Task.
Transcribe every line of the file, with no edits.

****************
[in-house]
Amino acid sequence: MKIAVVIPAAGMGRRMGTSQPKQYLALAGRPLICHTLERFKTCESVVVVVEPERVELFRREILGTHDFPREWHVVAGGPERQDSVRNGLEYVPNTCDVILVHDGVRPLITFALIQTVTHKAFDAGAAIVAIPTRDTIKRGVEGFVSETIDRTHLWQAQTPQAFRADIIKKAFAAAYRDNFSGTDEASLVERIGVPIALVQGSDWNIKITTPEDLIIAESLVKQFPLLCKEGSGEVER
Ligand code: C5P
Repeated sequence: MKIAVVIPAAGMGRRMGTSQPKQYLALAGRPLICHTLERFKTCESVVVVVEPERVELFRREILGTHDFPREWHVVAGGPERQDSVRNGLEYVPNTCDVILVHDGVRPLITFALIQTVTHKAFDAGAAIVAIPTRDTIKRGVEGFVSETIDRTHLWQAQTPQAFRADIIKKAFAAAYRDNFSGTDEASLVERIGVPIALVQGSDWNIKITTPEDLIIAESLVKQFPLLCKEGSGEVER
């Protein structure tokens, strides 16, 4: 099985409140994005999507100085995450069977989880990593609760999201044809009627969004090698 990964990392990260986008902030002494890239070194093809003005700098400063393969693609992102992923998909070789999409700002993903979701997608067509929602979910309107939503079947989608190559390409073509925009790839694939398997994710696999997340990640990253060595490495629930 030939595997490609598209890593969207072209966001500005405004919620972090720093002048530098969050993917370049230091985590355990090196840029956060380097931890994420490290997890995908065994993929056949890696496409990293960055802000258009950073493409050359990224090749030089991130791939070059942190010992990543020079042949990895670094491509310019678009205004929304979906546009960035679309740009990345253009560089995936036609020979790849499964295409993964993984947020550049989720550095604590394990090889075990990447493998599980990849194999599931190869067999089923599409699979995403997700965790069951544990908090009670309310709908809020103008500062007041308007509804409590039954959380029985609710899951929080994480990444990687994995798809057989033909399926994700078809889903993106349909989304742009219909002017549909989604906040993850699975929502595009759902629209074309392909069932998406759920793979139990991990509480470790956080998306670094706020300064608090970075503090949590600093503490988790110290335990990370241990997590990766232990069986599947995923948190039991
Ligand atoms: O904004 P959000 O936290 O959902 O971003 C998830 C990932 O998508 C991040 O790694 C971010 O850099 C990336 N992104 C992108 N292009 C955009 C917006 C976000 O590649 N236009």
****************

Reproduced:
[in-house]
Amino acid sequence: MKIAVVIPAAGMGRRMGTSQPKQYLALAGRPLICHTLERFKTCESVVVVVEPERVELFRREILGTHDFPREWHVVAGGPERQDSVRNGLEYVPNTCDVILVHDGVRPLITFALIQTVTHKAFDAGAAIVAIPTRDTIKRGVEGFVSETIDRTHLWQAQTPQAFRADIIKKAFAAAYRDNFSGTDEASLVERIGVPIALVQGSDWNIKITTPEDLIIAESLVKQFPLLCKEGSGEVER
Ligand code: C5P
Repeated sequence: MKIAVVIPAAGMGRRMGTSQPKQYLALAGRPLICHTLERFKTCESVVVVVEPERVELFRREILGTHDFPREWHVVAGGPERQDSVRNGLEYVPNTCDVILVHDGVRPLITFALIQTVTHKAFDAGAAIVAIPTRDTIKRGVEGFVSETIDRTHLWQAQTPQAFRADIIKKAFAAAYRDNFSGTDEASLVERIGVPIALVQGSDWNIKITTPEDLIIAESLVKQFPLLCKEGSGEVER
């Protein structure tokens, strides 16, 4: 099985409140994005999507100085995450069977989880990593609760999201044809009627969004090698 990964990392990260986008902030002494890239070194093809003005700098400063393969693609992102992923998909070789999409700002993903979701997608067509929602979910309107939503079947989608190559390409073509925009790839694939398997994710696999997340990640990253060595490495629930 030939595997490609598209890593969207072209966001500005405004919620972090720093002048530098969050993917370049230091985590355990090196840029956060380097931890994420490290997890995908065994993929056949890696496409990293960055802000258009950073493409050359990224090749030089991130791939070059942190010992990543020079042949990895670094491509310019678009205004929304979906546009960035679309740009990345253009560089995936036609020979790849499964295409993964993984947020550049989720550095604590394990090889075990990447493998599980990849194999599931190869067999089923599409699979995403997700965790069951544990908090009670309310709908809020103008500062007041308007509804409590039954959380029985609710899951929080994480990444990687994995798809057989033909399926994700078809889903993106349909989304742009219909002017549909989604906040993850699975929502595009759902629209074309392909069932998406759920793979139990991990509480470790956080998306670094706020300064608090970075503090949590600093503490988790110290335990990370241990997590990766232990069986599947995923948190039991
Ligand atoms: O904004 P959000 O936290 O959902 O971003 C998830 C990932 O998508 C991040 O790694 C971010 O850099 C990336 N992104 C992108 N292009 C955009 C917006 C976000 O590649 N236009």